Crooks are spreading Android malware disguised as a one-time password (OTP) generator app for banking apps that steals the user's banking credentials and then installs the TeamViewer QuickSupport app to allow attackers to take over the victim's phone.
Researchers say this threat (ANDROIDOS_FAKEBANK.OPSA) is part of a two-year-old malware distribution campaign called Operation Emmental.
This year, the crooks behind Operation Emmental have been active in January, when they first hid their malware inside another OTP app, and in May, when they used the devious trick of locking the user out of his phone while they emptied his banking account. Thankfully, the May variant only targeted Russian banks and was never spread globally.
The latest version of this threat is related to the January 2016 campaign, with the crooks returning to hiding their banking credentials-stealing malware in, ironically, a banking-related app. The app's name is SmsSecurity, and it's advertised as an app that can generate one-time access codes for banking accounts.
This time around, crooks knew researchers were on their trail, and hardened the app with anti-tampering measures and checks to prevent researchers from running the app in an Android emulator.
Unlike most Android malware families that focus on pestering the users with non-stop popups until they get administrator rights, this malware wants the user to enable accessibility services.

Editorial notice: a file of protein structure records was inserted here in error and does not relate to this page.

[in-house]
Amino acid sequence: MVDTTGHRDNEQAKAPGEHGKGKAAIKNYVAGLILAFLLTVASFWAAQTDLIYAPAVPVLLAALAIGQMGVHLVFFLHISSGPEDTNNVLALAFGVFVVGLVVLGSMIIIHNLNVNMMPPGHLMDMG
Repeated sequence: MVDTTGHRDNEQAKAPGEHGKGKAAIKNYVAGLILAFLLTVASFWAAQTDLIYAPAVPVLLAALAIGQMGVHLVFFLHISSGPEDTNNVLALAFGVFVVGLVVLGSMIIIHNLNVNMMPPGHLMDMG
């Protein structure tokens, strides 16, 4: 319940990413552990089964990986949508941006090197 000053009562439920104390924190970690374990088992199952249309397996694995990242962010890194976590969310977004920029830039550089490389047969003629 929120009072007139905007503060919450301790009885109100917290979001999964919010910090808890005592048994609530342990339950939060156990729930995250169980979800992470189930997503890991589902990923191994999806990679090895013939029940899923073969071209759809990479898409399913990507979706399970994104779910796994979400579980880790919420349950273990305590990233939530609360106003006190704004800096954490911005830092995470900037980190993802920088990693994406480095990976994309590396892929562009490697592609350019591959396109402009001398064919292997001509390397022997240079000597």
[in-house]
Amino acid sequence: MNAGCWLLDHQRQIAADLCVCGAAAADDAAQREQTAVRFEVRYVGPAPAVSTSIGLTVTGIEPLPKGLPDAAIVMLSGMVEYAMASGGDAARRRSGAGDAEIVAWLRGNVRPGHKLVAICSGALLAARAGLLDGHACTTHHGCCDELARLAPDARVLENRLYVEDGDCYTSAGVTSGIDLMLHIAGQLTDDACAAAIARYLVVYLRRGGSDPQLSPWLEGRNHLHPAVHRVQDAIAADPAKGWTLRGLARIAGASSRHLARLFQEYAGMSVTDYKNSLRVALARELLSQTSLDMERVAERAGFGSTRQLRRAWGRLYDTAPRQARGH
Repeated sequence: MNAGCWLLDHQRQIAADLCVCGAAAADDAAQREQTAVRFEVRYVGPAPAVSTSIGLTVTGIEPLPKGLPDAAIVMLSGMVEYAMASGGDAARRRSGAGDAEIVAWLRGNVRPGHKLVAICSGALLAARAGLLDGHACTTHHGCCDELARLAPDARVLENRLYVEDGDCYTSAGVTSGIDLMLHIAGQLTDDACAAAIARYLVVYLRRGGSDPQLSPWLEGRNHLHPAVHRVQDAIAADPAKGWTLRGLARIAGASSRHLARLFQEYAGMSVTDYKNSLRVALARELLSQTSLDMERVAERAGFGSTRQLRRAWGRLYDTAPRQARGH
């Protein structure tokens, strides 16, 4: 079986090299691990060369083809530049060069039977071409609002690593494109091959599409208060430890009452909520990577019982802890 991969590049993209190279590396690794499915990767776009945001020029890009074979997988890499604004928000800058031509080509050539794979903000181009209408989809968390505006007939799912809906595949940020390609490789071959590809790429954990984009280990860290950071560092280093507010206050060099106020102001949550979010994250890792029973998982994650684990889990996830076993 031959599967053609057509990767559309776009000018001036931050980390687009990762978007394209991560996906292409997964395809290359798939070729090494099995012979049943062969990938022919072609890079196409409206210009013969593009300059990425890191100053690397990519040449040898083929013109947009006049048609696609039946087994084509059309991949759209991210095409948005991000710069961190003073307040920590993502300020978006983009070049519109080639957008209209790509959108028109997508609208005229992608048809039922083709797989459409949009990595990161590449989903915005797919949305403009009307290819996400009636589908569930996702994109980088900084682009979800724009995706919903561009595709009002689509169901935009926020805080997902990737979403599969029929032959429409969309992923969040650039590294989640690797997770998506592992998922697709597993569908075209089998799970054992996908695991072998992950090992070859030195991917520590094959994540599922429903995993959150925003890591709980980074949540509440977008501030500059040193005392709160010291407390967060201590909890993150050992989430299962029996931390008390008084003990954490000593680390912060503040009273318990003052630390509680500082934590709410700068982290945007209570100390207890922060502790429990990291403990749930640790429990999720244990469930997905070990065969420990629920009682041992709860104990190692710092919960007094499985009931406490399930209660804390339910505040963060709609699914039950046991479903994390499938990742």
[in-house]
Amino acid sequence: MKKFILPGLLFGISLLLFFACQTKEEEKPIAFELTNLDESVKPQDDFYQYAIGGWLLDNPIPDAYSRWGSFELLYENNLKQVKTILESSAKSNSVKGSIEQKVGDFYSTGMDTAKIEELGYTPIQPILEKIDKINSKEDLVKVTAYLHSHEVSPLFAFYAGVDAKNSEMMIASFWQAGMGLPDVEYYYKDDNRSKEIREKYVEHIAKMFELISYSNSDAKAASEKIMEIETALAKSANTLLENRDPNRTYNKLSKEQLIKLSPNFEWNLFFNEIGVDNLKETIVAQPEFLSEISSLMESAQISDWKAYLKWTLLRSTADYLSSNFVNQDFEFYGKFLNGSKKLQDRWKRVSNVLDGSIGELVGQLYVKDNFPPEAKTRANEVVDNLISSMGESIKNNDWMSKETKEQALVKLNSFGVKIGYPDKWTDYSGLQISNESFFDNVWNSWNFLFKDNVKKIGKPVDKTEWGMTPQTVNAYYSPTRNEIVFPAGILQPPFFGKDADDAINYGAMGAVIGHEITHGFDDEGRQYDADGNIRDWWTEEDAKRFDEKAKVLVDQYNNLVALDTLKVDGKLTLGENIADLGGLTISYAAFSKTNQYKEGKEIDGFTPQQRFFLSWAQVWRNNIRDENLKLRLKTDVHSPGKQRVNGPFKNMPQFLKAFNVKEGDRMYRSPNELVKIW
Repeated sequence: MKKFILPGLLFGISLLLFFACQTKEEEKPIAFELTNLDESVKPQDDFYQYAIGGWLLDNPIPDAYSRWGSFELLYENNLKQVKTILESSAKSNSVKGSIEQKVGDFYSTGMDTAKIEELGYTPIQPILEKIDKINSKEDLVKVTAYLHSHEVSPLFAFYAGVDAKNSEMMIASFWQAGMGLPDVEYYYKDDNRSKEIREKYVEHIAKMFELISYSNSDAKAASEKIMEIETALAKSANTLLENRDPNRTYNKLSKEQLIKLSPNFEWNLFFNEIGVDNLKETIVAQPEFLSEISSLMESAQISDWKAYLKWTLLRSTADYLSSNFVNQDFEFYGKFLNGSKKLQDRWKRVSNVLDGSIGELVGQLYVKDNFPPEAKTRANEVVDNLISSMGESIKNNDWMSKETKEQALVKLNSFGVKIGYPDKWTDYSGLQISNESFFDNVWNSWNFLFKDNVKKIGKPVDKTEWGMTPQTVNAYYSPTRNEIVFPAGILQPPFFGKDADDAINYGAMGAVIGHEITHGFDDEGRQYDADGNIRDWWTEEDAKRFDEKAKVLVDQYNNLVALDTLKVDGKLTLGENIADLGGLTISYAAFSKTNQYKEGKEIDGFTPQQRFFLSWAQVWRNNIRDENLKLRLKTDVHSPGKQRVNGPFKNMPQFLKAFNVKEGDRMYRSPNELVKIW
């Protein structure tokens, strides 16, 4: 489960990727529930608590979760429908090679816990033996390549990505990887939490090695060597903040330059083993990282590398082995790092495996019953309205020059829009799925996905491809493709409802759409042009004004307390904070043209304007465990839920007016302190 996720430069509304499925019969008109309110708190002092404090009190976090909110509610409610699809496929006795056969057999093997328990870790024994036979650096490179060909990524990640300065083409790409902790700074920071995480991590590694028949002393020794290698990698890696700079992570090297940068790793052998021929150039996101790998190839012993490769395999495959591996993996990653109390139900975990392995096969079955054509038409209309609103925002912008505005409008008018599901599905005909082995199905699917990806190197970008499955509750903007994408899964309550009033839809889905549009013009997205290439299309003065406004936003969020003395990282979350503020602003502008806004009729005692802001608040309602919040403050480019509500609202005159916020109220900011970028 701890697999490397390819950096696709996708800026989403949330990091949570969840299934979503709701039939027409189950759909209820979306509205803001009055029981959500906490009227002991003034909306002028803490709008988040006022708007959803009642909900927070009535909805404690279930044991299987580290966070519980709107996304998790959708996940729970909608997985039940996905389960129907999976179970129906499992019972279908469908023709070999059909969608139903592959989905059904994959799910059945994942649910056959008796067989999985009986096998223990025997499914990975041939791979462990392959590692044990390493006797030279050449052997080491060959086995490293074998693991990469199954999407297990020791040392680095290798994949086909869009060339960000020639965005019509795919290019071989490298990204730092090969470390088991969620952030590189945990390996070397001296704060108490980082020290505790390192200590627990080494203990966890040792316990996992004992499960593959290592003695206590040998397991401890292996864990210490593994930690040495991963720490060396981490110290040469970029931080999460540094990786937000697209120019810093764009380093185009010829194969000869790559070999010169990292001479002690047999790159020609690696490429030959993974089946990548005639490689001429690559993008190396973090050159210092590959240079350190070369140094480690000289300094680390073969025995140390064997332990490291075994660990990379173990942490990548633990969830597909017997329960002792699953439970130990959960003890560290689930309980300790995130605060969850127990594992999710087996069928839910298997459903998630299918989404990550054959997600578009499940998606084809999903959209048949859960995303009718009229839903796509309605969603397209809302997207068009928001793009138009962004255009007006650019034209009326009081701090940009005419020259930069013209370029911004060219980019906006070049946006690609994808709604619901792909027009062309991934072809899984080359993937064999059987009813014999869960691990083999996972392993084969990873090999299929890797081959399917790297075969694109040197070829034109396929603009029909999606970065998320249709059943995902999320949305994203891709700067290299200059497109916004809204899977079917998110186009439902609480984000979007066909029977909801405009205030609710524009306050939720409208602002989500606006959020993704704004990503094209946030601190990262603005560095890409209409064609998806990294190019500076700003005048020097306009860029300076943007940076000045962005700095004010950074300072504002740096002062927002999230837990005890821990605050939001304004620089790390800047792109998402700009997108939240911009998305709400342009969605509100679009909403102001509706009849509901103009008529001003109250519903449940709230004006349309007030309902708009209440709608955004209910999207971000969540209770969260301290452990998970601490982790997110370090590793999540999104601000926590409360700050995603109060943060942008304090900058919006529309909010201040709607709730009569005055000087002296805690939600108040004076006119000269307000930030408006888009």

The reason is that the malware can use Android's accessibility features to secretly grant itself admin rights at a later point. Back in May 2016, Symantec researchers were warning about an upcoming trend of Android malware apps that might abuse this feature.
Once the malicious SmsSecurity Android app gets admin rights, it has the necessary powers to collect login credentials, which it sends to its C&C server.
Trend Micro researchers say the app targets customers of banks in Austria, Hungary, Romania, and Switzerland. The names of the targeted banks are:
One new trick the app seems to have added is the ability to download the TeamViewer QuickSupport app on the victims' phones.
Taking advantage of the administrator rights it acquired and access to the accessibility service, the malware starts a TeamViewer session, reads the local ID, and passes it on to the C&C server, in order for attackers to connect to victims' phones.
This is just one of the latest tricks the crooks of Operation Emmental have added to their malware's arsenal, and their track record shows they'll likely find new and ingenious ways of infecting users' phones.